New Planned Parenthood abortion app directs pregnant women to their facilities
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New Planned Parenthood abortion app directs pregnant women to their facilities

Under the guise of helping women confused by recent abortion laws, Planned Parenthood has launched yet another digital tool to funnel women into their abortion business.

The Abortion Care Finder was announced Tuesday, and launched later the same week. A user who inputs her last menstrual period, age, and zip code into the app will be directed to the nearest Planned Parenthood legally able to commit an abortion, based on her baby’s gestational age. If the nearest Planned Parenthood is farther than 60 miles away, the app will only then direct her to another abortion provider. It will also provide state-specific information about parental consent, waiting periods, counseling, and other abortion-related state laws local to the user.

In a year when Planned Parenthood lost a major source of federal funds, the abortion finding tool is just another in a series of efforts by Planned Parenthood to funnel business their way. Earlier this year, the abortion giant released a chatbot called “Roo”, aimed at minors. Planned Parenthood Direct, which the organization hopes to take to all 50 states by the end of next year, is their local telemedicine app, through which they also dispense abortion pills. And capitalizing on the popularity of period tracker and fertility-awareness apps, Planned Parenthood launched their own, called Spot On, which also offers sex tips and pushes birth control.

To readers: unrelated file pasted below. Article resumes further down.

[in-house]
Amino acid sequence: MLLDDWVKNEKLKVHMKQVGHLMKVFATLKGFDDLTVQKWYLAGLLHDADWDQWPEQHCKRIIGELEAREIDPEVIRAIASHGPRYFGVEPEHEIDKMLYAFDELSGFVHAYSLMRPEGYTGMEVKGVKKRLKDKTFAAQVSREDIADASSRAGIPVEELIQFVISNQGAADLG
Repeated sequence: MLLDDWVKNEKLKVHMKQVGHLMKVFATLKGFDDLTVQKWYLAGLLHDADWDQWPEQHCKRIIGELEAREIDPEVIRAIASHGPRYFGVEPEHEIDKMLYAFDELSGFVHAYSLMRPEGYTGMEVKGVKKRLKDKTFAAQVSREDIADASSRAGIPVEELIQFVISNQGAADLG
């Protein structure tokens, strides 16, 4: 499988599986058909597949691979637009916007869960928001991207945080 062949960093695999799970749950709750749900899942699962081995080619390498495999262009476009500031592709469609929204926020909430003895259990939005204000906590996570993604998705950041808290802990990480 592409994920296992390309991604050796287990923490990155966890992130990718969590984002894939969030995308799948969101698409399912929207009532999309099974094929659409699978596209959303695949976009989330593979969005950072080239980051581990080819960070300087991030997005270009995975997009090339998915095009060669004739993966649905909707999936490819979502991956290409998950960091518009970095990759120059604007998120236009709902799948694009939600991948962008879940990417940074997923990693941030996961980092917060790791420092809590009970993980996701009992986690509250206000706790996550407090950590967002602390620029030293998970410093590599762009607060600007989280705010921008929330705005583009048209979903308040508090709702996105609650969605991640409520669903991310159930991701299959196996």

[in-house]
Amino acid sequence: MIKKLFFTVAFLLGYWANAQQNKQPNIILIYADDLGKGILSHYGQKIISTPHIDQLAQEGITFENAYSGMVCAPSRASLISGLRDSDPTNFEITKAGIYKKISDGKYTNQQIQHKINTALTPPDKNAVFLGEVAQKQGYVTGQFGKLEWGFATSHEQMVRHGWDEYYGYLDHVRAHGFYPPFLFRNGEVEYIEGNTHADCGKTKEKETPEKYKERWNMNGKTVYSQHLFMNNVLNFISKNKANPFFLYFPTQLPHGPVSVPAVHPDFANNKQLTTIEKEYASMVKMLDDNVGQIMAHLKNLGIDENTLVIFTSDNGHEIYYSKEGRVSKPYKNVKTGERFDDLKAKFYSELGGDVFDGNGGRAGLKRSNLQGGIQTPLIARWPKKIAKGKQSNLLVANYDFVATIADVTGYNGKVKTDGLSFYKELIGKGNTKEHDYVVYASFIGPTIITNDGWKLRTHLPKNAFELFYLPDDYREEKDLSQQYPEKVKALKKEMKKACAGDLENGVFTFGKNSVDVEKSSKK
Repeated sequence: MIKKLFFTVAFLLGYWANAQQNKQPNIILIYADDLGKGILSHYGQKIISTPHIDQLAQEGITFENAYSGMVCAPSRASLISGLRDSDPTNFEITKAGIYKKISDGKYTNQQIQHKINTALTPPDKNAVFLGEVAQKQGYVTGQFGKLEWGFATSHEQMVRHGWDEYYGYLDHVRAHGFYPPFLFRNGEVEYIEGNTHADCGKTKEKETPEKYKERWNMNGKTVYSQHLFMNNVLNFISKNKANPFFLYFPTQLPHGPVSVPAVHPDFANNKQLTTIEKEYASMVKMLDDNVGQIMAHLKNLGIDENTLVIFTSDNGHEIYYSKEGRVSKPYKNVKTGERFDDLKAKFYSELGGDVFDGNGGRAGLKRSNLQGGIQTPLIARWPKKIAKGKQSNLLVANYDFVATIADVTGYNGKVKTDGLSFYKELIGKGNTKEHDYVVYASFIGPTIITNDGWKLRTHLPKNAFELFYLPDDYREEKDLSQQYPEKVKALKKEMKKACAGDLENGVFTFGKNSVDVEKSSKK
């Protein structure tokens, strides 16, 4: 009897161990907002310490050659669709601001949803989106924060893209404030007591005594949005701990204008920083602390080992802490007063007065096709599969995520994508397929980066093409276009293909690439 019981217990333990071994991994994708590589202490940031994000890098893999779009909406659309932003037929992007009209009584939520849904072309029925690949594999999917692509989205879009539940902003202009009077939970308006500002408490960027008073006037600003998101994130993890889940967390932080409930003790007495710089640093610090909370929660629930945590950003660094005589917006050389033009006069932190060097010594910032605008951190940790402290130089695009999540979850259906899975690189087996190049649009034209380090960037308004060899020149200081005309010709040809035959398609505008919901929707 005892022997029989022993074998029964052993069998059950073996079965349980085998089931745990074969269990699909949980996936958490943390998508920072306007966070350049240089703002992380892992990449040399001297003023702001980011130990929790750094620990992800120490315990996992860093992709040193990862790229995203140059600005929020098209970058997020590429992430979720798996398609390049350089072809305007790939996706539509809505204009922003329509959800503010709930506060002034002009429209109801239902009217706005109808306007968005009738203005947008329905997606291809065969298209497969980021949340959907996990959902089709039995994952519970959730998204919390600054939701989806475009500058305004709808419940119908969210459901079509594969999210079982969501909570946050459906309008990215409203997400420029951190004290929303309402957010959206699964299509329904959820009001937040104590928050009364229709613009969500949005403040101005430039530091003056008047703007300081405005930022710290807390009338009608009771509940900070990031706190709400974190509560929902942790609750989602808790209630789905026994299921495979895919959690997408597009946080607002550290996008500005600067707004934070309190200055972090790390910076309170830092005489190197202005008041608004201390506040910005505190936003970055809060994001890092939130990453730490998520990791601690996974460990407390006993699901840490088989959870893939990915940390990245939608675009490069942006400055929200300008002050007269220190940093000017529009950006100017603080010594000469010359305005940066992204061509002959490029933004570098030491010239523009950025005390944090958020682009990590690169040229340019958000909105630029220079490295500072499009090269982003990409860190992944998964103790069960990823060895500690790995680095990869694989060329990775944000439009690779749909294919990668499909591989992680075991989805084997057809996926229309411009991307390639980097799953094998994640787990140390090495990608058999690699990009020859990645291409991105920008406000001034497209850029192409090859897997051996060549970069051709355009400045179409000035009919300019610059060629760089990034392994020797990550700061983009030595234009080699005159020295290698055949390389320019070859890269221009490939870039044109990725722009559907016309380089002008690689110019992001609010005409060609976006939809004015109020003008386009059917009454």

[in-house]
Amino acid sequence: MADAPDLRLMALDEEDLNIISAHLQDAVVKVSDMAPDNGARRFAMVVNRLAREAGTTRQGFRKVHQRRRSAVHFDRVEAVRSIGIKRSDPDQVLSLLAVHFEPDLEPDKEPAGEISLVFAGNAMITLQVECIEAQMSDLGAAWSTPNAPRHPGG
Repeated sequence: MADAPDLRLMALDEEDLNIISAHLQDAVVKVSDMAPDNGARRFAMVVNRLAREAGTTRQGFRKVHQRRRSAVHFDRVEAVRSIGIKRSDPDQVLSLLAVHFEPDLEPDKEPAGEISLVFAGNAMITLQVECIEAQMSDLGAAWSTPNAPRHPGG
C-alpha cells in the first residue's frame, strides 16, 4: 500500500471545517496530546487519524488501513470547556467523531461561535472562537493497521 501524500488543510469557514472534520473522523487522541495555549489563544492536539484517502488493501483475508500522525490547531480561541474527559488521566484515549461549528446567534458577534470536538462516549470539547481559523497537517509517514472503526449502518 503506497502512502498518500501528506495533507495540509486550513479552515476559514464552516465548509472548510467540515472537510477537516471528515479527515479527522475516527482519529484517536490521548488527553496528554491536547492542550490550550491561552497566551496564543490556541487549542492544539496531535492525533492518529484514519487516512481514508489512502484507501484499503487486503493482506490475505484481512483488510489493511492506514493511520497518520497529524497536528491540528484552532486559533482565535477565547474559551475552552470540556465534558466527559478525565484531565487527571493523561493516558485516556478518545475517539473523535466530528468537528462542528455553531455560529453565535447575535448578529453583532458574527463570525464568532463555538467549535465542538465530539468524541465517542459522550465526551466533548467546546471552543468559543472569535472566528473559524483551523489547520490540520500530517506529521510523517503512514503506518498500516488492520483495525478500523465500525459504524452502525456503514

READ: Planned Parenthood continues to target teens in new book for adolescents

Acting president and CEO of Planned Parenthood Alexis McGill says the purpose of their app is to make women more empowered to give their abortion business to Planned Parenthood in the midst of clinic closings and pro-life laws. “Restrictions have just been coming so fast and furious,” McGill Johnson told the Times.

“Like all of Planned Parenthood’s digital tools, the Abortion Care Finder was built by listening to the people we serve and evaluating how visitors use our website, so we can get people the information they want and need to make their own health care decisions as clearly and easily as possible,” Ambreen Molitor, Planned Parenthood’s senior director of the Digital Products Lab, said in a statement. “Planned Parenthood is continually looking for new ways to reach people with critical care and information, and we’re proud to be a leader in using technology and innovation to help people access safe, legal abortion.”

Alabama, Arkansas, Georgia, Kentucky, Louisiana, Mississippi, Missouri, Ohio, and Utah have passed pro-life laws this year, but all have faced legal challenges in court and have not yet gone into effect.

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